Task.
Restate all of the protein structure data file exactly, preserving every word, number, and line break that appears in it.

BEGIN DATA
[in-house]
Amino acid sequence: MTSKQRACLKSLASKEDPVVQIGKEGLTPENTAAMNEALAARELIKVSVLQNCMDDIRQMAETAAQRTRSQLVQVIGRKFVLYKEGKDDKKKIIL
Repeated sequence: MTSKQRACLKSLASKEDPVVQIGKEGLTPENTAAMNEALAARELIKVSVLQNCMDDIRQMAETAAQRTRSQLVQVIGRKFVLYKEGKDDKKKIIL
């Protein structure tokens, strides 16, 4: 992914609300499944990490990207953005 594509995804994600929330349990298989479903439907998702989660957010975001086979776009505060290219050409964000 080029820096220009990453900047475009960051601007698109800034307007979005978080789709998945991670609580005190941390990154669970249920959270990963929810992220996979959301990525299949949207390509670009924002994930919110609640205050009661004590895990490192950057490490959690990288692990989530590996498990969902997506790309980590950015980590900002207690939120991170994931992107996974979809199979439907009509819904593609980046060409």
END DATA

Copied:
[in-house]
Amino acid sequence: MTSKQRACLKSLASKEDPVVQIGKEGLTPENTAAMNEALAARELIKVSVLQNCMDDIRQMAETAAQRTRSQLVQVIGRKFVLYKEGKDDKKKIIL
Repeated sequence: MTSKQRACLKSLASKEDPVVQIGKEGLTPENTAAMNEALAARELIKVSVLQNCMDDIRQMAETAAQRTRSQLVQVIGRKFVLYKEGKDDKKKIIL
């Protein structure tokens, strides 16, 4: 992914609300499944990490990207953005 594509995804994600929330349990298989479903439907998702989660957010975001086979776009505060290219050409964000 080029820096220009990453900047475009960051601007698109800034307007979005978080789709998945991670609580005190941390990154669970249920959270990963929810992220996979959301990525299949949207390509670009924002994930919110609640205050009661004590895990490192950057490490959690990288692990989530590996498990969902997506790309980590950015980590900002207690939120991170994931992107996974979809199979439907009509819904593609980046060409």